Why is the best hummus always in restaurants, especially Middle Eastern ones? I think I make a delicious, flavorful hummus that has a great consistency and is better than the ones you find in the supermarket. But, it doesn’t compare to the silky, light and creamy hummus that I’ve had in restaurants. I want that kind. The kind that will drip, not plop, off your pita if you’re not careful. The kind you can suck up with a straw. You know what I mean.
I got into bed with a book the other night, because reading helps me wind down and relax from my typically crazy day. But of course, I read cookbooks in bed before I go to sleep which is an absolutely terrible idea because that does nothing to quiet my overactive brain which doesn’t stop thinking, thinking, thinking! Regardless, I was reading Yotam Ottolenghi and Sami Tamimi’s not-so-new, but gorgeous book , “Jerusalem.” So many recipes, so little time, people. I turned to their recipe for “Basic Hummus” and I swear I almost flipped the page without so much as a glance, because like I said, I already have a perfectly great hummus recipe which I have actually turned into four different flavors. But then I thought “have some respect, you never know.”
The word “supersmooth” caught my attention immediately and then I knew I found it — the hummus of my dreams. Let me jump to the chase. The Ottolenghi hummus is the kind I love at restaurants and they tell me all their secrets. Most importantly, the chickpea skins are removed after cooking and before pureeing. I know!!! Why didn’t I think of that? But before you think I have the kind of time to sit around peeling chickpea skins, think again. After soaking and draining the chickpeas, they are cooked with a little baking soda and then water is added to boil the beans. Most of the skins float to the top of the pot and you just skim them away. I know!!! Brilliant. They also add a lot more tahini (sesame paste) than I do which makes the hummus so creamy. And water. I would never have thought to add water, but it really makes the hummus lighter and cleaner than adding the chickpea liquid which is how I do it. “Better late than never,” is what I was thinking.
I wouldn’t say that my first attempt came out quite as smooth as Ottolenghi’s primarily because not all the chickpeas lost their skins and I was not about to go peeling them, but it was really, really good and very smooth. You can see the image of that below. I also tasted the hummus after adding 2/3 cup of tahini instead of the recommended 1 cup + 2 Tbs. and I thought it was divine. I made it a second time and did take the time to pull off any skins that didn’t come off during the boiling process and the hummus was a tad bit creamier, but I’m not sure it was worth the extra 12 minutes it took me to do that. You should do whatever makes sense to you and if you have the time, feel free to pick out every last skin. For that matter, you can buy canned cooked chickpeas and pull off the skins and proceed from there.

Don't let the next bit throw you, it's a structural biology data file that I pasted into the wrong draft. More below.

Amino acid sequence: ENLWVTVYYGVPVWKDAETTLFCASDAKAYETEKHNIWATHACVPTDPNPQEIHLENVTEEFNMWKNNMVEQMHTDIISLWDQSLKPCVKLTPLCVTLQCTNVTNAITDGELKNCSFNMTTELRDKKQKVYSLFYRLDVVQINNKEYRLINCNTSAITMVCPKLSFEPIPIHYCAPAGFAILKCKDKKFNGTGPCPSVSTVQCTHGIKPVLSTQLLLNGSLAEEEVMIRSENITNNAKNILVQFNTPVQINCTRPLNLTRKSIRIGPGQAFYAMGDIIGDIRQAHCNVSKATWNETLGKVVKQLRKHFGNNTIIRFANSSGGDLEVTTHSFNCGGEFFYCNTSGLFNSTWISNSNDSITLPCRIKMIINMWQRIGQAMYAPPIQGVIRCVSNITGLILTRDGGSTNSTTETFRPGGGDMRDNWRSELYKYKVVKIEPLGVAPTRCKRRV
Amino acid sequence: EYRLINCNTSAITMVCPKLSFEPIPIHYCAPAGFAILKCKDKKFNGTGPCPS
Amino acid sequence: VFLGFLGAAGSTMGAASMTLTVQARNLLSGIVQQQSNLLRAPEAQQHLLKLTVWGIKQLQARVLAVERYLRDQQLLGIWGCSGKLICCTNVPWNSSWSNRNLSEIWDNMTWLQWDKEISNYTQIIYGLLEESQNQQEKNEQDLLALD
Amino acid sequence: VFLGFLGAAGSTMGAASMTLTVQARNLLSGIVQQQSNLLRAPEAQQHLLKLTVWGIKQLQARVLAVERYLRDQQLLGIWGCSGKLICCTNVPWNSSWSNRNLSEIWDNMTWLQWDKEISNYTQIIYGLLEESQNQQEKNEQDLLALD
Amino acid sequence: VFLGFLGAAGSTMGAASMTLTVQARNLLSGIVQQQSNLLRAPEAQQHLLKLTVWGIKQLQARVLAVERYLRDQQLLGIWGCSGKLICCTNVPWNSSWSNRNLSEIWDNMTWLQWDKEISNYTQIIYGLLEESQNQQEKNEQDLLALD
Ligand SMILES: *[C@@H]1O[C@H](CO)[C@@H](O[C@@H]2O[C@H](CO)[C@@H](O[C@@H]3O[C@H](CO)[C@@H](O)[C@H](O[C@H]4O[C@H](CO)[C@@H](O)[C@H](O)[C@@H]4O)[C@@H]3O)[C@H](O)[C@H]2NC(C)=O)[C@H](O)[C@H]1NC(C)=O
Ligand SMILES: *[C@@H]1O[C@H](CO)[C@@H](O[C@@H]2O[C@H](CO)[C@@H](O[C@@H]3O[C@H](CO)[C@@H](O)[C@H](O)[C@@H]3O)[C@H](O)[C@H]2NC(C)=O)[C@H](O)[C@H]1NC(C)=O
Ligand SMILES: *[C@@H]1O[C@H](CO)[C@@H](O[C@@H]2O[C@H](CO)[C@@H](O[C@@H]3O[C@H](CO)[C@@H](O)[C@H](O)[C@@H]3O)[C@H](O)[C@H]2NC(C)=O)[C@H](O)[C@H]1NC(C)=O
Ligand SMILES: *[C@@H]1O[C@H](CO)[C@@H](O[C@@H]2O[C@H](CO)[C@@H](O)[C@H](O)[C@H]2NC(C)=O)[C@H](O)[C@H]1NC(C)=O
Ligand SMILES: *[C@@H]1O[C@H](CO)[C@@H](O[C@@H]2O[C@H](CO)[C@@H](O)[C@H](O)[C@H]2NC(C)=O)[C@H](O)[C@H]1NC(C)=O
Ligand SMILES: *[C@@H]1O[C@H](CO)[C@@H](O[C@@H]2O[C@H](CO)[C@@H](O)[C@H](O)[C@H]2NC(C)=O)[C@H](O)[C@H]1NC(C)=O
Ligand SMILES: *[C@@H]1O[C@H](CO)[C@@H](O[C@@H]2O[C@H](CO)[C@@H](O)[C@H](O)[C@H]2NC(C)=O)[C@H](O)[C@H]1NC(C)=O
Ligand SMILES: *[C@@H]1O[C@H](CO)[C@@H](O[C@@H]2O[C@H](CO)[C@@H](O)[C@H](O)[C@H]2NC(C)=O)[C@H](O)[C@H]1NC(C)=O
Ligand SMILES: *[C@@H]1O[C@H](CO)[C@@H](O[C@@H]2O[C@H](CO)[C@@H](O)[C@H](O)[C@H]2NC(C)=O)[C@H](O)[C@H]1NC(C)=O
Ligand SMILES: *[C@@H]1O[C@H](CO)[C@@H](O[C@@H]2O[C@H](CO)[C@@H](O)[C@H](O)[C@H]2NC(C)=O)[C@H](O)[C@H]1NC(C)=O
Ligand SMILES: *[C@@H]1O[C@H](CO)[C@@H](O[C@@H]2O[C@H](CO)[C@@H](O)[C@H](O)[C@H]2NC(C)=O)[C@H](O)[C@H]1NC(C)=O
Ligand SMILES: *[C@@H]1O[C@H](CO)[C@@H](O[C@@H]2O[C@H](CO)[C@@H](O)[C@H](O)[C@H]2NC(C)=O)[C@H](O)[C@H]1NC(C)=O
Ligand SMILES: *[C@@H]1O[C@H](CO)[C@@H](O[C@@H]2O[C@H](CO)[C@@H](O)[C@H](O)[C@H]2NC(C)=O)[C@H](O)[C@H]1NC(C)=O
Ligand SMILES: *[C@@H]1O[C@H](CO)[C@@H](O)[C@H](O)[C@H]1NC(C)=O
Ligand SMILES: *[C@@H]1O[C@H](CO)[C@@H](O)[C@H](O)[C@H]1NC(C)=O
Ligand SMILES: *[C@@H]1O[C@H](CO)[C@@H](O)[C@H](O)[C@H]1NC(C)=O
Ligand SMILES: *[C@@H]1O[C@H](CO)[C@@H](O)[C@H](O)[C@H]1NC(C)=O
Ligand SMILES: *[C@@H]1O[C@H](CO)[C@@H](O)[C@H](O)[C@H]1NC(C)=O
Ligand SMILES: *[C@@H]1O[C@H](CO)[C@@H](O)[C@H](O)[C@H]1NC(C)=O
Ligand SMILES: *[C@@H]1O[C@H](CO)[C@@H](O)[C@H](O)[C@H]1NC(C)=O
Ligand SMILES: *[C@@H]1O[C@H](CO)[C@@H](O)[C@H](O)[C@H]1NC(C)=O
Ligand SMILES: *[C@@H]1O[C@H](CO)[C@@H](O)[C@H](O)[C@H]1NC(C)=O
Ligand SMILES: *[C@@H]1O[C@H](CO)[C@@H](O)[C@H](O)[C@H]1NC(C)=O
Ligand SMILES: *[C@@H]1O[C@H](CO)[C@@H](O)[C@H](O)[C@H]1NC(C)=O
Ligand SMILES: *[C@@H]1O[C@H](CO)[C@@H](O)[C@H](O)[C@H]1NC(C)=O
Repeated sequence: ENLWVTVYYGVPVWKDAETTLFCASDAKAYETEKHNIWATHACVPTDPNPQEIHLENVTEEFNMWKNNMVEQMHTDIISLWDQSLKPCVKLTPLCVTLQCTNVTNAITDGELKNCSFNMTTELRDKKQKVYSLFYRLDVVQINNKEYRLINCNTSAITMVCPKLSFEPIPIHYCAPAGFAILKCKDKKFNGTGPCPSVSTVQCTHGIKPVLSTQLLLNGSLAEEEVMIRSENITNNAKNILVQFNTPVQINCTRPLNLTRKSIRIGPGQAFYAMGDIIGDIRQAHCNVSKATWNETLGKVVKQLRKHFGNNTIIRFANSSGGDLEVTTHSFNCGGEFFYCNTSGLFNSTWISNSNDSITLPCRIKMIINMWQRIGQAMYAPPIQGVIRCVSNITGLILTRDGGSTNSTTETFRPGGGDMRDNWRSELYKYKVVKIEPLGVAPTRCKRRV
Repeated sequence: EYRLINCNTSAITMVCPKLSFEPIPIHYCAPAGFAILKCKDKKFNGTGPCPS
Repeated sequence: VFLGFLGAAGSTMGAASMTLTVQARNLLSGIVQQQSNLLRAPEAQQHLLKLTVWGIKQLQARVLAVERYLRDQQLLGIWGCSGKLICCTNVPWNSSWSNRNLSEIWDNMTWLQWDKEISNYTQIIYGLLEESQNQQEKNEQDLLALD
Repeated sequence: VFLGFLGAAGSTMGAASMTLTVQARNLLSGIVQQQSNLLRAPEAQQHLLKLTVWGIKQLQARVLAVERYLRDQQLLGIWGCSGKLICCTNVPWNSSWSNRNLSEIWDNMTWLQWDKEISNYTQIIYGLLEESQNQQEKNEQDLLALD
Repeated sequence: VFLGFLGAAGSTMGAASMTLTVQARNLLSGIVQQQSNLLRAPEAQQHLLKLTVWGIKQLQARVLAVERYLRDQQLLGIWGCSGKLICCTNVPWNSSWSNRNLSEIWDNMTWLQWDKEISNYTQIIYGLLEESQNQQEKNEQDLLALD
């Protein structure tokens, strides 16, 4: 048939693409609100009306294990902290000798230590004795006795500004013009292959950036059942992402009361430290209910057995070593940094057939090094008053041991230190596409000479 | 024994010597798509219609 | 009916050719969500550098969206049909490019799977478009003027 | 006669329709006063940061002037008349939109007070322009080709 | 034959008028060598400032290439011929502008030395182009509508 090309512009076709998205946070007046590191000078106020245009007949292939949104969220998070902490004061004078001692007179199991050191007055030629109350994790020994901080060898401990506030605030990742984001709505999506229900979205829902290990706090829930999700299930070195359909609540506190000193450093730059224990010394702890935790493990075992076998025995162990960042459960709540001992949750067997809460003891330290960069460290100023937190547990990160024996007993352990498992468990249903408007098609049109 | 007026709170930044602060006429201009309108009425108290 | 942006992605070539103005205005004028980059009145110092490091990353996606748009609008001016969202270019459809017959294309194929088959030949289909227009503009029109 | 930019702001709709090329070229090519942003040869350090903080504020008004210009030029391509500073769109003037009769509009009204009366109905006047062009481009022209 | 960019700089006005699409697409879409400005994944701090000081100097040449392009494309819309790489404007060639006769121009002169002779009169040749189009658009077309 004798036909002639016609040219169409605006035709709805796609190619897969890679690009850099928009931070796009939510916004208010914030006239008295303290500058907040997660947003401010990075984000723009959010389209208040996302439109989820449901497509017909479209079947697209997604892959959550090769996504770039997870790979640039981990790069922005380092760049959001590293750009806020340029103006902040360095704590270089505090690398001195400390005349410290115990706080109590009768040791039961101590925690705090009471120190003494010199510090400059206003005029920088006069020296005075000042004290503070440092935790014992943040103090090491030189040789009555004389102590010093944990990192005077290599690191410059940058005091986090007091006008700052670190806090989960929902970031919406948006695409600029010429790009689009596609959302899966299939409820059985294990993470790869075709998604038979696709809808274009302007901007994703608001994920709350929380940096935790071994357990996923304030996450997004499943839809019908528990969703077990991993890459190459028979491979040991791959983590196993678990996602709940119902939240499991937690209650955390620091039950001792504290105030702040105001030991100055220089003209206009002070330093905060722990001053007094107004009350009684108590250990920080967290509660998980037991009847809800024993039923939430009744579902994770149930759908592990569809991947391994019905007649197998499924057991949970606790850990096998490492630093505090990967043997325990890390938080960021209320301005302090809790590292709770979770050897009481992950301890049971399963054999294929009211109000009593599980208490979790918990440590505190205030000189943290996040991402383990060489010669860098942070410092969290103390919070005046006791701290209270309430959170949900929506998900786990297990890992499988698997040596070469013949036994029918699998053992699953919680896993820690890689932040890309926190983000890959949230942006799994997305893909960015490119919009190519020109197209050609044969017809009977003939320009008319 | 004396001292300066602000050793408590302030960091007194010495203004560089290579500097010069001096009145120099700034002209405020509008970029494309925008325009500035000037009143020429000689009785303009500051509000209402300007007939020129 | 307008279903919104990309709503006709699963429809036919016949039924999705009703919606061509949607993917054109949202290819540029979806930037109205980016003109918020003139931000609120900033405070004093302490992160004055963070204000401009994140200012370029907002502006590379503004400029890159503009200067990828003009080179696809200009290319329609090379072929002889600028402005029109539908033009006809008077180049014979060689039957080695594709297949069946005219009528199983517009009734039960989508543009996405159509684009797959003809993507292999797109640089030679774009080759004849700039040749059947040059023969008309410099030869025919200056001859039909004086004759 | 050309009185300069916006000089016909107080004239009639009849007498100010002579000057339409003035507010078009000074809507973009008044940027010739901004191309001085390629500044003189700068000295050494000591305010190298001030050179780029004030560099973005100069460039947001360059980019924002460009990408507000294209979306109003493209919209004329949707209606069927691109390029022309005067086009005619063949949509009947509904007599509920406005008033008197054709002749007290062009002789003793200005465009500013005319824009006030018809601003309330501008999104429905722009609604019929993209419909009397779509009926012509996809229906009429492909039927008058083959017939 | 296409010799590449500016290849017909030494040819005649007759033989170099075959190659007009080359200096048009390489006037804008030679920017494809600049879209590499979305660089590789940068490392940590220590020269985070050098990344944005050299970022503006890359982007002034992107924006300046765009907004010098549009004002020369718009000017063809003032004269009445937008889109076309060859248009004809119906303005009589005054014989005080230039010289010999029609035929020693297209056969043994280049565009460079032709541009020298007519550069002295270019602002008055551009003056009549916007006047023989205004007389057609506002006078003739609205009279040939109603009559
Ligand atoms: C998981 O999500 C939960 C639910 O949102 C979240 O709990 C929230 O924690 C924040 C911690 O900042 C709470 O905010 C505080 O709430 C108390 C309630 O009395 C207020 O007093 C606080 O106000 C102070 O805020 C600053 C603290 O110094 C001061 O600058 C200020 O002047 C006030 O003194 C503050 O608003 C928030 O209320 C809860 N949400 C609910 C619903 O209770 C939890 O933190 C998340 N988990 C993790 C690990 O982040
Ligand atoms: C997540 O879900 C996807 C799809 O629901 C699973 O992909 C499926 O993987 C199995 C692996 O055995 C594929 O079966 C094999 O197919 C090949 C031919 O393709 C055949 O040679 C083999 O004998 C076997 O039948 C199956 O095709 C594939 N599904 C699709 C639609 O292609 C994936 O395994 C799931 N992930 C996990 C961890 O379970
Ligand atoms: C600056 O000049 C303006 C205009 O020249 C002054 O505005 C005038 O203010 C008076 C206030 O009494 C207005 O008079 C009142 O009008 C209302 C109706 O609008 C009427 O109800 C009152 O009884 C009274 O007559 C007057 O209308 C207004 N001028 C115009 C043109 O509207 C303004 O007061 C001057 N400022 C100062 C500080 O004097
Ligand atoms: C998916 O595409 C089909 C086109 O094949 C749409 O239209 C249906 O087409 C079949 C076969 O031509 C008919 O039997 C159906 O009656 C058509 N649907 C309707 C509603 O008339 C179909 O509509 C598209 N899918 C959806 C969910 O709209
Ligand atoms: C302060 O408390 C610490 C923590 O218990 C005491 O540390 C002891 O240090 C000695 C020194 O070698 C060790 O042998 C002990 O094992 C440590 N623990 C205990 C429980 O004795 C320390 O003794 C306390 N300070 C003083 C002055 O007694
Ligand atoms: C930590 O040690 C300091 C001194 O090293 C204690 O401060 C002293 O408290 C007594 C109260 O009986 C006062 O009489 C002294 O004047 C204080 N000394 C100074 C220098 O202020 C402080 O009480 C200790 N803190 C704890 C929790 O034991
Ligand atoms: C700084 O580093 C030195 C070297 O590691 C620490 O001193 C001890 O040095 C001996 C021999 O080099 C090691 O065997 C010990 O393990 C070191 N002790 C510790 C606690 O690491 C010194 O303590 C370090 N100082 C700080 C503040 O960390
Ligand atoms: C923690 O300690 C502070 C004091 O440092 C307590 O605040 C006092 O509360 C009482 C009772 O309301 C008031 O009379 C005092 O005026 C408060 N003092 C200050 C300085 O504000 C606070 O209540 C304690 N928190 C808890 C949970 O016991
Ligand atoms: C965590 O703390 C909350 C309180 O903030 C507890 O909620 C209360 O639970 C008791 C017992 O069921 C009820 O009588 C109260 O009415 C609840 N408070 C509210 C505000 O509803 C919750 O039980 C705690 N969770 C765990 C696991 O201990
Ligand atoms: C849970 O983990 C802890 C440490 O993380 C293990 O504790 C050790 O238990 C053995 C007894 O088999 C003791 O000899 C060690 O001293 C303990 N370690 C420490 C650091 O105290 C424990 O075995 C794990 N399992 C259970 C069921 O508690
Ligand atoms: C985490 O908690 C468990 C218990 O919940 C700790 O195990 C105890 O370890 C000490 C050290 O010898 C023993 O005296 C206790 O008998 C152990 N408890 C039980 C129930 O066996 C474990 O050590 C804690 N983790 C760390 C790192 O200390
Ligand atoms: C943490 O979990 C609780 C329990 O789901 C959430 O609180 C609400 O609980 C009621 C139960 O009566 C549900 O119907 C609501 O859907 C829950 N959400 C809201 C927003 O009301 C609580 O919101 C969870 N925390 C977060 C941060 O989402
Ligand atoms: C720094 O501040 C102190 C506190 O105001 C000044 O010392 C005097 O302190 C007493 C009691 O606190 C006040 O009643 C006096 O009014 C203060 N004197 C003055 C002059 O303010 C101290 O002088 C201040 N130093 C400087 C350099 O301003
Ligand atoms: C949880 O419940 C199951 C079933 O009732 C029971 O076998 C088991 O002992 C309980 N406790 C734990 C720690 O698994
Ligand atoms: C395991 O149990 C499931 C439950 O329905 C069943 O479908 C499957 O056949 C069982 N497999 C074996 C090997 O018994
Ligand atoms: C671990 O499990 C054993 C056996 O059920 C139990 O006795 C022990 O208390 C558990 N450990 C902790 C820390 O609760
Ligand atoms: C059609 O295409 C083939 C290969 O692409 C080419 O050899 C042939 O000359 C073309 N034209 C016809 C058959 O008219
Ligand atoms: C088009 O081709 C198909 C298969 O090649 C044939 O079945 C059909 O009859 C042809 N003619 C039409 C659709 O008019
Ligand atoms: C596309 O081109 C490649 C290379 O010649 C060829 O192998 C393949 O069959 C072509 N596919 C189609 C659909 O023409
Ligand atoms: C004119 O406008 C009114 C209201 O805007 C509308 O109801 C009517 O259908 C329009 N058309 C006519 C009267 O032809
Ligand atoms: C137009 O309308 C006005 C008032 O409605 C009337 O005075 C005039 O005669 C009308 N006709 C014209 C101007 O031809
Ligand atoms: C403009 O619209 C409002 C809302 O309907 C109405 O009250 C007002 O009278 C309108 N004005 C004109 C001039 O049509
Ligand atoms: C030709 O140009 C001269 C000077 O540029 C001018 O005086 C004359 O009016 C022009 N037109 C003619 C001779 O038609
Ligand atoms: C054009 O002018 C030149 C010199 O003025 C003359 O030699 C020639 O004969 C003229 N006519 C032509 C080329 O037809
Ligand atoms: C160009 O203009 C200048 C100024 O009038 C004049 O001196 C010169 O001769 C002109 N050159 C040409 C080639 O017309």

I served this to friends the other night, friends who have had my hummus a million times and they all said “where did you get this? This is so good.” I know, a tad insulting since the implication was that I could not have made it, but I was totally fine with that. Since then, we’ve enjoyed this immensely with pita bread and raw veggies (wow, I could actually hear you yawn through the computer), slathered on a baguette with grilled veggies and slow roasted tomatoes (my recommendation), and dolloped on a Greek salad with chicken souvlaki (we had this for dinner the other night — major hit!). There is an insanely beautiful picture in the book of the hummus topped with whole cooked chickpeas, pine nuts, chopped parsley, cooked lamb and the whole thing drizzled with olive oil. A-mazing.
No matter how you make it, hummus is rather nutritious and especially high in protein and fiber. It’s one of the more healthful spreads and dips, provided you don’t go to crazy on the pita bread or chips. I have even used it in place of mayonnaise in chicken salad. I have even eaten it with a spoon. I have even dreamt about it. You will too, until you make it!
- 1 ¼ cups dried chickpeas (garbanzo beans)*
- 1 teaspoon baking soda
- 6 ½ cups water
- 1 cup light tahini paste (Ottolenghi recommends 1 cup + 2 Tablespoons, but I thought anywhere between ⅔ and 1 cup was great)
- ¼ cup freshly squeezed lemon juice
- 4 medium cloves garlic, crushed
- 1 ½ teaspoons sea salt
- 6 ½ Tablespoons ice cold water
- Unrefined olive oil and sweet paprika for finishing, if desired
- Place the chickpeas in a large bowl and cover with at least 4 inches of cold water. Allow to soak 6-8 hours.
- Drain the chickpeas. In a medium saucepan over high heat, add the drained chickpeas and the baking soda. Cook for about 3 minutes, stirring constantly. Add the water and bring to a boil. Make sure the water covers the chickpeas by at least 2 inches. Reduce heat and simmer, skimming off and foam and any skins that float to the surface. The chickpeas cook faster this way and may only need from 20-40 minutes to become tender, but possibly longer. You know they’re done if you can squish a chickpea in between your thumb and forefinger.
- Drain the chickpeas. You will have about 3⅔ cups. Transfer the chickpeas to a food processor fitted with the metal blade and process until you get a stiff paste. With the machine running, add the tahini, lemon juice, garlic, and salt. Lastly, slowly drizzle in the ice water and allow it to mix for about 5 minutes until you get a really smooth and creamy paste. I actually set my timer for 5 minutes and washed the dishes in the meantime.
- Transfer to a serving bowl and allow the hummus to rest for at least 30 minutes. If not serving right away, refrigerate until needed. Make sure to remove it from the refrigerator at least 30 minutes before serving. If desired, drizzle with olive oil and sprinkle with paprika.